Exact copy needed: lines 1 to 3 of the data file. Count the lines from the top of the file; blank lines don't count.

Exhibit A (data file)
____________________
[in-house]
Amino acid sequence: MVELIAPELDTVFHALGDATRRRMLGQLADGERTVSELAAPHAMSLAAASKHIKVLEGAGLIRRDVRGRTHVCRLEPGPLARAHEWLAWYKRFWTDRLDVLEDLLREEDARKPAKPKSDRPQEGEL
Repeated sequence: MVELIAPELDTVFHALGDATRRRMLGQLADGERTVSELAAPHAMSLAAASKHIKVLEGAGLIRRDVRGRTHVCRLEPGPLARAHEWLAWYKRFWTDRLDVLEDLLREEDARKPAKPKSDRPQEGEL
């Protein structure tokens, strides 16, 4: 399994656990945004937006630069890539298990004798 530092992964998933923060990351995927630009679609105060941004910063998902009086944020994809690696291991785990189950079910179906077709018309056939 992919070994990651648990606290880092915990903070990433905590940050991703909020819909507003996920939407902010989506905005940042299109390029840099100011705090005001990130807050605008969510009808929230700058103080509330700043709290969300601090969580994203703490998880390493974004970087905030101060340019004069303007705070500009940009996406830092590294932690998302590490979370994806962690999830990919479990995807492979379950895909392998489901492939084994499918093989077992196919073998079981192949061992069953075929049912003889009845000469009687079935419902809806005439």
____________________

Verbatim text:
[in-house]
Amino acid sequence: MVELIAPELDTVFHALGDATRRRMLGQLADGERTVSELAAPHAMSLAAASKHIKVLEGAGLIRRDVRGRTHVCRLEPGPLARAHEWLAWYKRFWTDRLDVLEDLLREEDARKPAKPKSDRPQEGEL
Repeated sequence: MVELIAPELDTVFHALGDATRRRMLGQLADGERTVSELAAPHAMSLAAASKHIKVLEGAGLIRRDVRGRTHVCRLEPGPLARAHEWLAWYKRFWTDRLDVLEDLLREEDARKPAKPKSDRPQEGEL